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Morocco and Ethiopia sign Large Fertiliser Plant Deal

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Morocco’s Office Cherifien des Phosphates (OCP), the world’s largest phosphate exporter, signed a deal with Ethiopia on Saturday to build a $3.7 billion plant to produce fertilisers.


The North African country’s firms, including banks and insurers, have invested heavily in Sub-Saharan Africa in the past few years. Last month, OCP signed an agreement with Rwanda to build a blending unit.

The agreement signed with state-run Ethiopian firm Chemical Industries Corporation (CIC) will enable the construction of a new plant in the town of Dire Dawa in eastern Ethiopia.

The project is expected to produce 2.5 million tonnes of fertiliser in its first phase by 2022, and a second phase would see a further $1.3 billion invested to increase production to 3.8 million tonnes three years later.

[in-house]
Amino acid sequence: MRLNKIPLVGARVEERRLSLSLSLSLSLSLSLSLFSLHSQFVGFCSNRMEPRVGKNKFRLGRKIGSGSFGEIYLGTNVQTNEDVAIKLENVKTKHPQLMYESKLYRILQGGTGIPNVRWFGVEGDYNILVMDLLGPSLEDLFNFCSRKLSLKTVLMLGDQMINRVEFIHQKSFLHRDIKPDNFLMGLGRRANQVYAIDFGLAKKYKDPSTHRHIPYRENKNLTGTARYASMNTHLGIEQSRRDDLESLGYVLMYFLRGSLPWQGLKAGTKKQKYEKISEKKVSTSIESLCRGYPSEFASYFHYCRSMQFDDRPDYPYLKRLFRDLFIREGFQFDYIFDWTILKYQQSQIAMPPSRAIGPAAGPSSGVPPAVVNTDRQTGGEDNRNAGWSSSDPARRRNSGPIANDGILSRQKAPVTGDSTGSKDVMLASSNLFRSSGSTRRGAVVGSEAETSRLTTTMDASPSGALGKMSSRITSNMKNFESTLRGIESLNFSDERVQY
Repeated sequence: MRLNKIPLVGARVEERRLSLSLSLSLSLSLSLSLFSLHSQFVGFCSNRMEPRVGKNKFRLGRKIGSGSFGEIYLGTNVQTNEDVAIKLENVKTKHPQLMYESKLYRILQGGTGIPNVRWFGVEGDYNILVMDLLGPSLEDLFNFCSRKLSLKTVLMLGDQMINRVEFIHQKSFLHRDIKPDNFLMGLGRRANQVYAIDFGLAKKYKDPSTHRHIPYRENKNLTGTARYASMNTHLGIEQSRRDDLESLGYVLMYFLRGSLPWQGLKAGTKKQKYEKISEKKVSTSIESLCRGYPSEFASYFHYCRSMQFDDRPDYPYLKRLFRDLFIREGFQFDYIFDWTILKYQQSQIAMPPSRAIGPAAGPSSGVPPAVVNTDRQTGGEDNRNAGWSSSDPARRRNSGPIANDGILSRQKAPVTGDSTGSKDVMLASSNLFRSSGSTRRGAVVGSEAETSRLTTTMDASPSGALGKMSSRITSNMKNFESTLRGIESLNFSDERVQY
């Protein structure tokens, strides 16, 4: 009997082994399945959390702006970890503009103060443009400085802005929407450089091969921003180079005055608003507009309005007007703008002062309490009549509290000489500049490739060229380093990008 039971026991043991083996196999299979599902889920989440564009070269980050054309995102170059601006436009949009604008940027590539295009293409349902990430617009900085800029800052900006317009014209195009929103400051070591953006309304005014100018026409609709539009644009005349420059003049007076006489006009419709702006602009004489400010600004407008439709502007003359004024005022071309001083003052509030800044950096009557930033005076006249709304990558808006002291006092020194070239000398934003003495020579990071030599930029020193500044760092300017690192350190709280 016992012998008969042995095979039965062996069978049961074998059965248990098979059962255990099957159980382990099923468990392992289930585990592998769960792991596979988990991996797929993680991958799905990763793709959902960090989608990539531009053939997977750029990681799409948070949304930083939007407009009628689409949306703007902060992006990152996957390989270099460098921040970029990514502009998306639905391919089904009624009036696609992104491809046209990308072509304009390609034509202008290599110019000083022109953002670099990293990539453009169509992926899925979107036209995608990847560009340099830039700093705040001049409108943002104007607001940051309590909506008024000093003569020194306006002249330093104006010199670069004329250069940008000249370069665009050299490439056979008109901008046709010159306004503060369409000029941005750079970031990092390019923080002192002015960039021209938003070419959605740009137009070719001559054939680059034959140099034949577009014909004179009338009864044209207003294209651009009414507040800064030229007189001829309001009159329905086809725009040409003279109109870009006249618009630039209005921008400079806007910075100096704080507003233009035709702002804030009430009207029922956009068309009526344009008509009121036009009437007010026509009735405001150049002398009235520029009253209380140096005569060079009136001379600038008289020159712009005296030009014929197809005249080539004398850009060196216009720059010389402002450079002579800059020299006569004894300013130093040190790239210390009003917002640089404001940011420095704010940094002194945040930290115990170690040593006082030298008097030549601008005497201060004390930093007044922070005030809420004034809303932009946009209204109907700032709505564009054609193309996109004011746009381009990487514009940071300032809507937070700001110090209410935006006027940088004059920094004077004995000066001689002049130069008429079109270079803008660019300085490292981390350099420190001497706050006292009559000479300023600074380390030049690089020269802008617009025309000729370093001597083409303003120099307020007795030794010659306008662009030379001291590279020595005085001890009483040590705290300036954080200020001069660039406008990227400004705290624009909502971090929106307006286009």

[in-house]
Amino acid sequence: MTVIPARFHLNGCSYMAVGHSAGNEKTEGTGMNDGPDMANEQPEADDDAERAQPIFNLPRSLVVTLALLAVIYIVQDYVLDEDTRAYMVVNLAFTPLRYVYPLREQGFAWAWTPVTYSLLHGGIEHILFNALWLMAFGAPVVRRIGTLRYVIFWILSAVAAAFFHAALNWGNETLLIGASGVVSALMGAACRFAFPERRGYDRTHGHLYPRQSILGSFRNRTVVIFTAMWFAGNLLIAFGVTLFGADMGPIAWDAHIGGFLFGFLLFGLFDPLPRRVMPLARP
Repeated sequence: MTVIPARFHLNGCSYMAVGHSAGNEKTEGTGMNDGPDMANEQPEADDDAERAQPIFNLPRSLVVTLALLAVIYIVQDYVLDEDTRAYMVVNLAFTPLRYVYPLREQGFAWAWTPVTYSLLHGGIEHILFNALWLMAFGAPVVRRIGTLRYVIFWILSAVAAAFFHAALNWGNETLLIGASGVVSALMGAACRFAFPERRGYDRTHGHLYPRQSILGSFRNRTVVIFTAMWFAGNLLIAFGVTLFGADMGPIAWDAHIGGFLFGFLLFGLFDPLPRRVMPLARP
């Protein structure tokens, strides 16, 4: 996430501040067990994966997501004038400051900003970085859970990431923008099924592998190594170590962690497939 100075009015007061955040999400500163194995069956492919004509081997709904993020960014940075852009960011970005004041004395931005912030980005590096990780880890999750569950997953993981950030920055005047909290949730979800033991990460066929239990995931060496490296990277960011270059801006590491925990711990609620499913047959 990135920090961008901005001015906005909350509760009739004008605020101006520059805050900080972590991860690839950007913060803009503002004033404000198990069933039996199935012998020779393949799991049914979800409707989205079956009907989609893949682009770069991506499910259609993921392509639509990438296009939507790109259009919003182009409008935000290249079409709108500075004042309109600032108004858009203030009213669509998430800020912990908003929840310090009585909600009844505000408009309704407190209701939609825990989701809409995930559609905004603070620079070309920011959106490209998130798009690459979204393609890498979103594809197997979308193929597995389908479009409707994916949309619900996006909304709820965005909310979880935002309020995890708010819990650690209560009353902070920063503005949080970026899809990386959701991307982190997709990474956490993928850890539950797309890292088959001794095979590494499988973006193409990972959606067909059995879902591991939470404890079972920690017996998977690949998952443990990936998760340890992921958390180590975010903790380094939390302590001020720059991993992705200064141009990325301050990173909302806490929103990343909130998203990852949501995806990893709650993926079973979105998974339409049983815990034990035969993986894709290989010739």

“Its funding will first be from equity and the second part through debt,” the firm’s representative in Ethiopia Faycal Benamer told Reuters.

Faycal did not give a date when the plant construction will start, and said they were about to complete its designs.

Ethiopia at present imports around 900,000 tonnes of fertiliser each year. OCP will ship its own phosphoric acid to the plant, while potash will be transported from large reserves in the Horn of Africa country’s northeast, he said.